A key hole in the reef allowed the ferry to meet a dugout jukung boat for transfer to the island. We piled in, our first experience of how a narrow hull can tip and roll throwing its occupants into a frenzied panic – ‘we’re gone, we’re over’, cries guest Di. We later developed a fine tuned counter balance dance, especially when Surf Simply coaching co-ordinator, and BFG Harry Knight climbed aboard. Settling into Island life came easy to us all. We met at the main rancho for Nasi Goreng; the traditional Indonesian fried rice dish, a Bintang and a briefing from Mentawai Surf Retreat manager Brent. He ran through house keeping and logistics; did you know coconuts kill more people than sharks? And it turns out that Nyang Nyang Island has a lot of coconut trees. I googled repatriation costs, and told my mother I love her.
The Retreat Our cabinas looked over a right hander. Through the palms from each terrace you could check whether the surf was either amazing or all time; its quality rarely dropped below either. If we stayed on this wave all week, nobody would complain. But thats not why we had travelled so far and somewhere so remote. Wading out to surf between fallen palms, over a reef teeming with fish – we would soon find out this is nothing unique within the Mentawai islands.
Meet the Guides Wade and Neil. The only thing these two had in common was their humble personas. Two gentlemen, both kind and considered. Wade had been working as a guide through the Mentawais for some time. Growing up in Australia Wade was a hard earned shredder who liked to take off deep, with little more than dry reef beneath his self-shaped 5 foot something fish. Both guides had a knowledge of the reefs second only to an islander, and each morning they would use the wind and wave conditions at the break out front to determine which spot we would head to; after each morning plan was announced resort manager Brent would announce ‘the Oracle has spoken!’ to the embarrassment of Wade and Neil.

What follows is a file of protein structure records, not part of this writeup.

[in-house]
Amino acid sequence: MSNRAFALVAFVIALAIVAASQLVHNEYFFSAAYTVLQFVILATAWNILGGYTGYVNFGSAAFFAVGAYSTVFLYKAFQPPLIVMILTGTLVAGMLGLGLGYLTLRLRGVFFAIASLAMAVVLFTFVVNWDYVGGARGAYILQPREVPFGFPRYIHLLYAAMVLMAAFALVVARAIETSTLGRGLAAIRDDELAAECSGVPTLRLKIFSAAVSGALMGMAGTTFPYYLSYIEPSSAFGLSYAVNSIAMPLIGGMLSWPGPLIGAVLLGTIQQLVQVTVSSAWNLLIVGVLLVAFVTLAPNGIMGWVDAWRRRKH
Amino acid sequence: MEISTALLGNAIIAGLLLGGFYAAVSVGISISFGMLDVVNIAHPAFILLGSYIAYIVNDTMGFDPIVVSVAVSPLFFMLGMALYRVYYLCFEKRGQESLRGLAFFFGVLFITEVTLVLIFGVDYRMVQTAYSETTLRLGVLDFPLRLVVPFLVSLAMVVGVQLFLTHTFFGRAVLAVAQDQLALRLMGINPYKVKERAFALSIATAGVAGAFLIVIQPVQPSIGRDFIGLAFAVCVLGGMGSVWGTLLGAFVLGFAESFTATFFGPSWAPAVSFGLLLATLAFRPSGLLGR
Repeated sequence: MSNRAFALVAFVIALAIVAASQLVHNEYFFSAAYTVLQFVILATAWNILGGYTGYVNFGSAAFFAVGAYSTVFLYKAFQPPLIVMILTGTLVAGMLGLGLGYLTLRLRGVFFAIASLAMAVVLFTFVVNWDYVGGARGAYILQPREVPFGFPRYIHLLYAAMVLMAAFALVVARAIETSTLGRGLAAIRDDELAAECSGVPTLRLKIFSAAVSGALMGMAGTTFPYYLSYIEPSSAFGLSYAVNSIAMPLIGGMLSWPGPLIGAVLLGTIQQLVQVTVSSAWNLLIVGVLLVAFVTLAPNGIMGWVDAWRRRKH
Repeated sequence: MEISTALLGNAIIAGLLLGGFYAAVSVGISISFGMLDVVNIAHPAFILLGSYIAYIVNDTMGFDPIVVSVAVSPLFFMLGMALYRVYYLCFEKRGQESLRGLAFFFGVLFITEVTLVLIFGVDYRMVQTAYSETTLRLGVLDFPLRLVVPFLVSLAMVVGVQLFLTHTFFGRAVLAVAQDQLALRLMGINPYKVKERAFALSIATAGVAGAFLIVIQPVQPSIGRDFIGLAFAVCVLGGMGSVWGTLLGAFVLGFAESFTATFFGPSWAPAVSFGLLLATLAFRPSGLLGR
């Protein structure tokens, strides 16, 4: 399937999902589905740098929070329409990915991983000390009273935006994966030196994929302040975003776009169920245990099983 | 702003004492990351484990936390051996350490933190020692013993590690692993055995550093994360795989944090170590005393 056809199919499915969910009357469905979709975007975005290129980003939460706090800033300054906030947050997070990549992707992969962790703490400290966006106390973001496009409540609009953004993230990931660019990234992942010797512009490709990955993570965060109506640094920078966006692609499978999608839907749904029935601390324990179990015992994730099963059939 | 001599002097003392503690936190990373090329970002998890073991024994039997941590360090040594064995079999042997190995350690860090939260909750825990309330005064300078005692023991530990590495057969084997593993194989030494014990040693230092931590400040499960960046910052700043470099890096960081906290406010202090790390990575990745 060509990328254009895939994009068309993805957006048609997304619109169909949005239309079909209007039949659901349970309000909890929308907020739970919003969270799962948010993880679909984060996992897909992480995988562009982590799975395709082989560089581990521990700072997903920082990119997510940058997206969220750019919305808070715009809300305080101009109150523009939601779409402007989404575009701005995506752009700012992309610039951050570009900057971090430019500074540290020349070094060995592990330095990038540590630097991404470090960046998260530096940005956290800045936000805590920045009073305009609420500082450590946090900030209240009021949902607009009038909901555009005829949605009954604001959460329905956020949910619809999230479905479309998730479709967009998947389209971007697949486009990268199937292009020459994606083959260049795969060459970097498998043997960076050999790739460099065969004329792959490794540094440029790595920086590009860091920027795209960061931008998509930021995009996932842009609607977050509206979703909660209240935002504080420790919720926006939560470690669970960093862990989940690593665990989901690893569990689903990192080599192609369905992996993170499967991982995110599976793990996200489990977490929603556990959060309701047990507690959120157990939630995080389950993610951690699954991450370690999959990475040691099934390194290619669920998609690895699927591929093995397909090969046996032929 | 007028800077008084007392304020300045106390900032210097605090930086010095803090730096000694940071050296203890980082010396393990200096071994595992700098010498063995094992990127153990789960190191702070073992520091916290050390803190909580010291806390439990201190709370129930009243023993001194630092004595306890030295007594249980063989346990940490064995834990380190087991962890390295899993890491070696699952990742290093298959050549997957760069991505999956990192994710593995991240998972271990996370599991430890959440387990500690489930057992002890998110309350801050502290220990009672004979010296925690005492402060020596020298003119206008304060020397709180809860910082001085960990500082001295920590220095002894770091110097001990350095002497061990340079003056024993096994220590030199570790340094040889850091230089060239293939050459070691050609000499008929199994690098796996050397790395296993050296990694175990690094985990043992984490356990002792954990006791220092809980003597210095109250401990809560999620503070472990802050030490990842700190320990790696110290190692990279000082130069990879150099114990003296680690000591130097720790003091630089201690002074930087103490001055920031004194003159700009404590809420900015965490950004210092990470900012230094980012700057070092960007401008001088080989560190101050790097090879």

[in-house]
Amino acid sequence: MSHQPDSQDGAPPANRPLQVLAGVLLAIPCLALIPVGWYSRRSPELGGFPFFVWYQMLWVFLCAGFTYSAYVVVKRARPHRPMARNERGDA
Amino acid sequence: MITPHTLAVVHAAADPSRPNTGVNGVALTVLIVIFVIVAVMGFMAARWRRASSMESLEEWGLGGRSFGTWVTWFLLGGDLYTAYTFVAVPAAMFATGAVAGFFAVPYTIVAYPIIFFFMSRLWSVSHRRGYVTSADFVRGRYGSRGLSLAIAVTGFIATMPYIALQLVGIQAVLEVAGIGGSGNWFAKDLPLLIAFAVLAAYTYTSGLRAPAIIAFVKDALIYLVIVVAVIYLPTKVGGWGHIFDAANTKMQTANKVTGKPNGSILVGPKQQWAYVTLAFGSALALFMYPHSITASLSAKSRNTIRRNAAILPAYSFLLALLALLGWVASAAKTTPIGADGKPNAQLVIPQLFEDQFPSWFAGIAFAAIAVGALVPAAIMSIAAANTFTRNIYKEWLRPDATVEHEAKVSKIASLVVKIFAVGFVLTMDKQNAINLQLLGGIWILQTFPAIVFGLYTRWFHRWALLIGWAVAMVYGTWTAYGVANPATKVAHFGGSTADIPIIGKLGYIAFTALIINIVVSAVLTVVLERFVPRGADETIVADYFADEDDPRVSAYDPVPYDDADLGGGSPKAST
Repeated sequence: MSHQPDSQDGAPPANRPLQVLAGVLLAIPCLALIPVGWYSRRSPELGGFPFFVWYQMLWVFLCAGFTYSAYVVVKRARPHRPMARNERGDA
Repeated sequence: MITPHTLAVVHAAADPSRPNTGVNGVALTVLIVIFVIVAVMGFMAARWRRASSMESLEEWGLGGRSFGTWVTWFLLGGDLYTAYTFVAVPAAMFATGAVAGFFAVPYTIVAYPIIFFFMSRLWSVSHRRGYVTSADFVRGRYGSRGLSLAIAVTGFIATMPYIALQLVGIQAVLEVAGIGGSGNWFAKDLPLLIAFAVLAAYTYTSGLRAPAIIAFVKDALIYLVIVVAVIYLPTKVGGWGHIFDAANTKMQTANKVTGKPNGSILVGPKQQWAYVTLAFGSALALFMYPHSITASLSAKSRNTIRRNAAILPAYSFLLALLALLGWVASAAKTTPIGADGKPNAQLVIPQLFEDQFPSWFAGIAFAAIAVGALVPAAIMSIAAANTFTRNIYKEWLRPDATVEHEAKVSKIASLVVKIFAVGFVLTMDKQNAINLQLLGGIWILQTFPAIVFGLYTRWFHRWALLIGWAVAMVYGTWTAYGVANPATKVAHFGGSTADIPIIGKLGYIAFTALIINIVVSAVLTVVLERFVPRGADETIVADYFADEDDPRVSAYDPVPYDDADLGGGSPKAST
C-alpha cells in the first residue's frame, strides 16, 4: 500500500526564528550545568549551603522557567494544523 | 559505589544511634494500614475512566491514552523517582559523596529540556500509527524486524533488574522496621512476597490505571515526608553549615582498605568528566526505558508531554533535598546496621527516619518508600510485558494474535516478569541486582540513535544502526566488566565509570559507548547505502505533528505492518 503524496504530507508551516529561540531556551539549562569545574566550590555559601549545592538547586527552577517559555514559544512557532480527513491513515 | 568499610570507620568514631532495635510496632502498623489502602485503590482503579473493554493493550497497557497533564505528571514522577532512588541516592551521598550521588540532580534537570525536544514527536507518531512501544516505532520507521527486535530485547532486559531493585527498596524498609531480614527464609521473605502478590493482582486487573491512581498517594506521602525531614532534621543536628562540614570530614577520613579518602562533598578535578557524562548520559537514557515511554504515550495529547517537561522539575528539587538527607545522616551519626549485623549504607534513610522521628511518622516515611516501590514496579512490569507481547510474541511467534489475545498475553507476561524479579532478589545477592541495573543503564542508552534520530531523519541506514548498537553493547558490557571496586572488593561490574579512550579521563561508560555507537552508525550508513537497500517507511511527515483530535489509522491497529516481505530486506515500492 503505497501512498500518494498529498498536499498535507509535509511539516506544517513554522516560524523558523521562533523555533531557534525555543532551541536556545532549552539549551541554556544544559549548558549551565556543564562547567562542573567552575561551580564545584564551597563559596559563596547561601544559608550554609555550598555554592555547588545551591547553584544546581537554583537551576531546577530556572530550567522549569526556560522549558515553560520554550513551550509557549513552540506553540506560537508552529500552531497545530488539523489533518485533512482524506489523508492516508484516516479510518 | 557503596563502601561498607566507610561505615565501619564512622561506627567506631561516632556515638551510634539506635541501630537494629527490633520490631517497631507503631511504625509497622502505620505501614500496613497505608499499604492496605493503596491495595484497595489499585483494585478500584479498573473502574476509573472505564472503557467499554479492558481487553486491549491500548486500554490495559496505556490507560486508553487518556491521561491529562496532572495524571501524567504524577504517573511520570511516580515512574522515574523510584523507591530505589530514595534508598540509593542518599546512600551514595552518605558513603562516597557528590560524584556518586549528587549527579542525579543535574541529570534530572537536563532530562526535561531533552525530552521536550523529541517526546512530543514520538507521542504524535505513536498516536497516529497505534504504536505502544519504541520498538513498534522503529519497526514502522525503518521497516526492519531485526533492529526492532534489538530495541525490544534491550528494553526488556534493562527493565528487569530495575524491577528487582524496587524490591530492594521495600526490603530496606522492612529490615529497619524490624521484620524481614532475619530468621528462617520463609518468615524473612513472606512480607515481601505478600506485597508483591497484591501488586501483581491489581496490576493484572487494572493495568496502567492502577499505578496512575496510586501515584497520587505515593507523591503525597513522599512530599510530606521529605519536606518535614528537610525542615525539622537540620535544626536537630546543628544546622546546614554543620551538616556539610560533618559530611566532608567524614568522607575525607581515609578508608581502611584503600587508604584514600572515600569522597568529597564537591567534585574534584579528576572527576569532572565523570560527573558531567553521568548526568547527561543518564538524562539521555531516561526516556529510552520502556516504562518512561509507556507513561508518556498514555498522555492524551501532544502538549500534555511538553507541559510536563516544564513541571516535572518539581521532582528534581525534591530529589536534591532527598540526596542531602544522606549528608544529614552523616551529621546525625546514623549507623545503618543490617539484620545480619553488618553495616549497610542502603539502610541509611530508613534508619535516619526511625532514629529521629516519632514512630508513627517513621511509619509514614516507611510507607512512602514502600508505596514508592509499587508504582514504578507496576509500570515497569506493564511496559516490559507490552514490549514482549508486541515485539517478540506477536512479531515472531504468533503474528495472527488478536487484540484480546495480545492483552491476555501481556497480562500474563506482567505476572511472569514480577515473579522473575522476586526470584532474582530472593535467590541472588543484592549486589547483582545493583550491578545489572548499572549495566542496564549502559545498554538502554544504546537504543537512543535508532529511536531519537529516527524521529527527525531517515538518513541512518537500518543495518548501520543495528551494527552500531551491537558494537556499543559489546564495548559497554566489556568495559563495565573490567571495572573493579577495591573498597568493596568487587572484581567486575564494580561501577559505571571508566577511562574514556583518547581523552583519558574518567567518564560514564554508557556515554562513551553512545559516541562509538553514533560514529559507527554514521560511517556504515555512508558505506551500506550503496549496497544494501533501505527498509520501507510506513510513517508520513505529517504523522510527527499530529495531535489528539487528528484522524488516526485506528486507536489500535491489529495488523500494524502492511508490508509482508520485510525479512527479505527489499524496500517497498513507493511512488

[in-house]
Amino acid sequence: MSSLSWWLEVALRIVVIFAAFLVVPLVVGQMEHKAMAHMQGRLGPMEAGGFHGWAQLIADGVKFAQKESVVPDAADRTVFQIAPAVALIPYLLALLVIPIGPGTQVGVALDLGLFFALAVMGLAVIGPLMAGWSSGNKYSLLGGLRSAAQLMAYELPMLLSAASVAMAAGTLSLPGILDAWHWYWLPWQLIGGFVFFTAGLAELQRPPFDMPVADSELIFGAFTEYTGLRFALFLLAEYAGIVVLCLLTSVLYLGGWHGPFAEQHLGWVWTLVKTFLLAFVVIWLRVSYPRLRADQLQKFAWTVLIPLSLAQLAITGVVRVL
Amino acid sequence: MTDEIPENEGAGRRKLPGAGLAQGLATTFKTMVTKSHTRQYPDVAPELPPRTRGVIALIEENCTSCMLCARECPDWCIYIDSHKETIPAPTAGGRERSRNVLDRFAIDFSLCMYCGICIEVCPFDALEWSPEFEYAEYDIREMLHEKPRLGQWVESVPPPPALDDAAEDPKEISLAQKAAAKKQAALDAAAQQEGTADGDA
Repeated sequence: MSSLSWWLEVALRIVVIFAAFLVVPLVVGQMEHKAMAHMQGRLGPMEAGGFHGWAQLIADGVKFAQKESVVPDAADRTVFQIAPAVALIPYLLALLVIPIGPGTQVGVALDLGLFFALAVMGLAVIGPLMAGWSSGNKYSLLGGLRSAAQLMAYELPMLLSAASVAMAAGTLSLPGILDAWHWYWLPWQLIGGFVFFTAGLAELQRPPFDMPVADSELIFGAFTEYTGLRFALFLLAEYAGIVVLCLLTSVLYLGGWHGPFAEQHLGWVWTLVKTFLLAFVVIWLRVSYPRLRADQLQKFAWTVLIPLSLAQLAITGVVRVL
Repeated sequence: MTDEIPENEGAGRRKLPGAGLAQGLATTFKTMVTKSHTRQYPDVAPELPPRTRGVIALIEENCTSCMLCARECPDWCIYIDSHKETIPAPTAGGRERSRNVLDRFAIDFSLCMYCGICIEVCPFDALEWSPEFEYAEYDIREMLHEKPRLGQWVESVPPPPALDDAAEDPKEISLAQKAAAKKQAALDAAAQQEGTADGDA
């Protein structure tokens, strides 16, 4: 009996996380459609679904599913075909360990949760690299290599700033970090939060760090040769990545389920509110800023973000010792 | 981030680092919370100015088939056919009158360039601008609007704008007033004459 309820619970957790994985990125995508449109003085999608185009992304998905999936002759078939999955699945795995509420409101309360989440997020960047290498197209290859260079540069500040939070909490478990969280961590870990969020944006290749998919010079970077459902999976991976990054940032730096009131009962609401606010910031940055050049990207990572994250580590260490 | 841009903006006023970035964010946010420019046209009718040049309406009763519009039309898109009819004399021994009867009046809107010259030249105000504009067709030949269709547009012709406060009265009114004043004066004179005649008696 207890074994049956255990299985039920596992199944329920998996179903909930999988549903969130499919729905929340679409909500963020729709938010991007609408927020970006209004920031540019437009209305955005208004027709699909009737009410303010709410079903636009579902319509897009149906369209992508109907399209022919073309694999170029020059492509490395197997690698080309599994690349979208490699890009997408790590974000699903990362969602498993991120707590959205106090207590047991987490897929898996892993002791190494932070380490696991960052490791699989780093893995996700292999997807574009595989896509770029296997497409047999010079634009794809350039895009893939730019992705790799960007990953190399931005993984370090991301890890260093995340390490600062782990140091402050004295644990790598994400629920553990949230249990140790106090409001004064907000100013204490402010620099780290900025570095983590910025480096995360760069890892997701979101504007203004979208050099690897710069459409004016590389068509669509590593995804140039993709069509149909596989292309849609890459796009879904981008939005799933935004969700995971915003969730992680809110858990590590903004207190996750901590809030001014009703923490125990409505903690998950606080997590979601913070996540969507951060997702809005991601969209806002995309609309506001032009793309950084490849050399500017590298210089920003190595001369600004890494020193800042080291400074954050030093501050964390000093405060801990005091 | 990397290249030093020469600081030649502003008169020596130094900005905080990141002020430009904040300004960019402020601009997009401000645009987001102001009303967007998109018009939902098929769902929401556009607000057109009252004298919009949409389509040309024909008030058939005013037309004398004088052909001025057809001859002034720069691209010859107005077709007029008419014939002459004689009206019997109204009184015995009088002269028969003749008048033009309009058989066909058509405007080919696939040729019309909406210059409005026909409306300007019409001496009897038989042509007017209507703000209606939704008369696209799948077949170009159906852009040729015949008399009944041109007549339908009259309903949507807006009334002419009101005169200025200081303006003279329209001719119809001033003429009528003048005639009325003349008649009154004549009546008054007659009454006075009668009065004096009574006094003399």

More than just a surf trip Outside of surfing, Neil took us to a neighbouring island that had a small community, centred around a school. Children from near by areas would get dropped off by boat, or stay with host families to gain an elementary education. The island had built a side industry showing interested surfers a bit of island life, and a chance to interact with the beautiful hearts of the Mentawai people.
To talk only of the surf would give you an inaccurate impression of what we experience on this trip, and giving too much away in terms of surf locations undermines the efforts of guides like Neil and Wade who have worked hard to understand the areas surf. So instead, using an ‘if you recognise it then you already know it’ kind of attitude, please enjoy some of the images we produced during this trip, and they might remind you that a group of normal surfers without stickers on their boards, can have that trip of a lifetime in Indonesia.
Special thanks go to those involved in the trip, you made it worth writing about: Asher, Harry, Jessie, Pete, Di, Rob, Eddie, Gary, Alejandro, Wade, Neil and Brent.